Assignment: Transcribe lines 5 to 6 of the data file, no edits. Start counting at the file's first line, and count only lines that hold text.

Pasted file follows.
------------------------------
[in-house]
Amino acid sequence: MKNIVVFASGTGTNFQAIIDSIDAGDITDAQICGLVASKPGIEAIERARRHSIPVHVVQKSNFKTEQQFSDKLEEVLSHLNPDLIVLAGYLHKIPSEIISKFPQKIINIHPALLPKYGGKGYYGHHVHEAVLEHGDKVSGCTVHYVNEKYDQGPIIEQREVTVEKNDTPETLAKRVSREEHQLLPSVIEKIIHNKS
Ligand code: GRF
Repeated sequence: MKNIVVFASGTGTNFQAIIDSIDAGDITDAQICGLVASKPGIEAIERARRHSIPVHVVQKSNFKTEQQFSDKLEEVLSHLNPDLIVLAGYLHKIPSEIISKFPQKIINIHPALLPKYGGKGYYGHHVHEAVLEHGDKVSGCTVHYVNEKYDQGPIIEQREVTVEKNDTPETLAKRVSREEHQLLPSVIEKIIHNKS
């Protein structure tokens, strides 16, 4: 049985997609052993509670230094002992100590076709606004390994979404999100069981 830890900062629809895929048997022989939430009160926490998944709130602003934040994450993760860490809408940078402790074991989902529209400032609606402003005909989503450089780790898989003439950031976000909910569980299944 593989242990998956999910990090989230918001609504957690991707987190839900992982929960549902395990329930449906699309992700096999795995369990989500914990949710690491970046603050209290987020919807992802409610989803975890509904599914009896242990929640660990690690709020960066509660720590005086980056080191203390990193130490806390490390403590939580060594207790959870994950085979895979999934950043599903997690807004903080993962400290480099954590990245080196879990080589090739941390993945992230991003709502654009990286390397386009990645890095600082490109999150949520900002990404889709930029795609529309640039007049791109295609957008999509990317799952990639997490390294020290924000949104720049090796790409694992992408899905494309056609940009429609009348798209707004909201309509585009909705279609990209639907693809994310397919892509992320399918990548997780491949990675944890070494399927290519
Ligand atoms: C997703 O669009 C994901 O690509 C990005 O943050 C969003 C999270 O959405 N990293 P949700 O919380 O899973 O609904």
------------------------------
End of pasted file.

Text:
């Protein structure tokens, strides 16, 4: 049985997609052993509670230094002992100590076709606004390994979404999100069981 830890900062629809895929048997022989939430009160926490998944709130602003934040994450993760860490809408940078402790074991989902529209400032609606402003005909989503450089780790898989003439950031976000909910569980299944 593989242990998956999910990090989230918001609504957690991707987190839900992982929960549902395990329930449906699309992700096999795995369990989500914990949710690491970046603050209290987020919807992802409610989803975890509904599914009896242990929640660990690690709020960066509660720590005086980056080191203390990193130490806390490390403590939580060594207790959870994950085979895979999934950043599903997690807004903080993962400290480099954590990245080196879990080589090739941390993945992230991003709502654009990286390397386009990645890095600082490109999150949520900002990404889709930029795609529309640039007049791109295609957008999509990317799952990639997490390294020290924000949104720049090796790409694992992408899905494309056609940009429609009348798209707004909201309509585009909705279609990209639907693809994310397919892509992320399918990548997780491949990675944890070494399927290519
Ligand atoms: C997703 O669009 C994901 O690509 C990005 O943050 C969003 C999270 O959405 N990293 P949700 O919380 O899973 O609904």